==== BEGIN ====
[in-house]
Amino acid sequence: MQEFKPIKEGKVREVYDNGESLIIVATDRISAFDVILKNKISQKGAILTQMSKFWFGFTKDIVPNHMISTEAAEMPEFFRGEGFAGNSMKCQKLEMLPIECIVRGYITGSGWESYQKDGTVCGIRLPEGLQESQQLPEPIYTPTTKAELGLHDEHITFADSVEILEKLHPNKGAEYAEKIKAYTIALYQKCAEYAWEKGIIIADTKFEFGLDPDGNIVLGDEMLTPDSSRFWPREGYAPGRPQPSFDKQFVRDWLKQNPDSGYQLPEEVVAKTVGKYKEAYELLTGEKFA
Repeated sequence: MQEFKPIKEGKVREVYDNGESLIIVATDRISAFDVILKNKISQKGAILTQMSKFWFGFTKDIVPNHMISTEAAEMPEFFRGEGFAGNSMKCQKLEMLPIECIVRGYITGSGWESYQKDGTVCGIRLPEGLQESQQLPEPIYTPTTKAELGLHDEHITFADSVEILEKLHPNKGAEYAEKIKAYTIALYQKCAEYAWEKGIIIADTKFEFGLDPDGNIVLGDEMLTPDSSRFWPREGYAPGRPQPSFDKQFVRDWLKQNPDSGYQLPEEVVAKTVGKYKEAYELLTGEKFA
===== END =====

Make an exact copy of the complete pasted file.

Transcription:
[in-house]
Amino acid sequence: MQEFKPIKEGKVREVYDNGESLIIVATDRISAFDVILKNKISQKGAILTQMSKFWFGFTKDIVPNHMISTEAAEMPEFFRGEGFAGNSMKCQKLEMLPIECIVRGYITGSGWESYQKDGTVCGIRLPEGLQESQQLPEPIYTPTTKAELGLHDEHITFADSVEILEKLHPNKGAEYAEKIKAYTIALYQKCAEYAWEKGIIIADTKFEFGLDPDGNIVLGDEMLTPDSSRFWPREGYAPGRPQPSFDKQFVRDWLKQNPDSGYQLPEEVVAKTVGKYKEAYELLTGEKFA
Repeated sequence: MQEFKPIKEGKVREVYDNGESLIIVATDRISAFDVILKNKISQKGAILTQMSKFWFGFTKDIVPNHMISTEAAEMPEFFRGEGFAGNSMKCQKLEMLPIECIVRGYITGSGWESYQKDGTVCGIRLPEGLQESQQLPEPIYTPTTKAELGLHDEHITFADSVEILEKLHPNKGAEYAEKIKAYTIALYQKCAEYAWEKGIIIADTKFEFGLDPDGNIVLGDEMLTPDSSRFWPREGYAPGRPQPSFDKQFVRDWLKQNPDSGYQLPEEVVAKTVGKYKEAYELLTGEKFA